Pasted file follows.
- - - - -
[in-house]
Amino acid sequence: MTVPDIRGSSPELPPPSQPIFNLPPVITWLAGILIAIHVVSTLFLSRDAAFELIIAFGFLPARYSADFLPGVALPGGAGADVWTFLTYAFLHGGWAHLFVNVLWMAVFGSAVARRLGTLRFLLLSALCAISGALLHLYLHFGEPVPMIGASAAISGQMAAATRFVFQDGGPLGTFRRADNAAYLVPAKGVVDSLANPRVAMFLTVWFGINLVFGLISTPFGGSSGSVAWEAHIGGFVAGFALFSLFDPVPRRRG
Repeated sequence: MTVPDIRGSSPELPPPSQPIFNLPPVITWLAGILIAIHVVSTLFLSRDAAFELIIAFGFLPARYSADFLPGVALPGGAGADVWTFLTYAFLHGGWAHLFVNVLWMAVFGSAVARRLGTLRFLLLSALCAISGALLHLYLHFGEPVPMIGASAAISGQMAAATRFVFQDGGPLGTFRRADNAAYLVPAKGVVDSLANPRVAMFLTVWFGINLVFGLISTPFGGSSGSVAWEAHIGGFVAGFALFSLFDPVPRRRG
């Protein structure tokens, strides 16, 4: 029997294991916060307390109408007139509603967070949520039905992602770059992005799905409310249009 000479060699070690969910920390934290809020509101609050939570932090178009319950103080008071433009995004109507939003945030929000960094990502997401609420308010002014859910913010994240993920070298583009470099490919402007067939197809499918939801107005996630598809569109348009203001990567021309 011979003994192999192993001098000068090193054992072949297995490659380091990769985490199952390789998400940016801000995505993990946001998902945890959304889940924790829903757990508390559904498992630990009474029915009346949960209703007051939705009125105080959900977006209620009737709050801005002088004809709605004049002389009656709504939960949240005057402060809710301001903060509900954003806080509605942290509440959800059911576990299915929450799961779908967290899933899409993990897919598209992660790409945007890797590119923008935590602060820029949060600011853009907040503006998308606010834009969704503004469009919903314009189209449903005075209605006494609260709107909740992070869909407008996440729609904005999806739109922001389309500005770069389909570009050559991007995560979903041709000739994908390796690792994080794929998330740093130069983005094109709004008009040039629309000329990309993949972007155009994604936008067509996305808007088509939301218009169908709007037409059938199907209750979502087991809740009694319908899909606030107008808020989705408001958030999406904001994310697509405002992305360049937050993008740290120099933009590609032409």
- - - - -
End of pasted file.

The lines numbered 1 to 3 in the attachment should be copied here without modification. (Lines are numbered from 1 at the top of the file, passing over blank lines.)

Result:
[in-house]
Amino acid sequence: MTVPDIRGSSPELPPPSQPIFNLPPVITWLAGILIAIHVVSTLFLSRDAAFELIIAFGFLPARYSADFLPGVALPGGAGADVWTFLTYAFLHGGWAHLFVNVLWMAVFGSAVARRLGTLRFLLLSALCAISGALLHLYLHFGEPVPMIGASAAISGQMAAATRFVFQDGGPLGTFRRADNAAYLVPAKGVVDSLANPRVAMFLTVWFGINLVFGLISTPFGGSSGSVAWEAHIGGFVAGFALFSLFDPVPRRRG
Repeated sequence: MTVPDIRGSSPELPPPSQPIFNLPPVITWLAGILIAIHVVSTLFLSRDAAFELIIAFGFLPARYSADFLPGVALPGGAGADVWTFLTYAFLHGGWAHLFVNVLWMAVFGSAVARRLGTLRFLLLSALCAISGALLHLYLHFGEPVPMIGASAAISGQMAAATRFVFQDGGPLGTFRRADNAAYLVPAKGVVDSLANPRVAMFLTVWFGINLVFGLISTPFGGSSGSVAWEAHIGGFVAGFALFSLFDPVPRRRG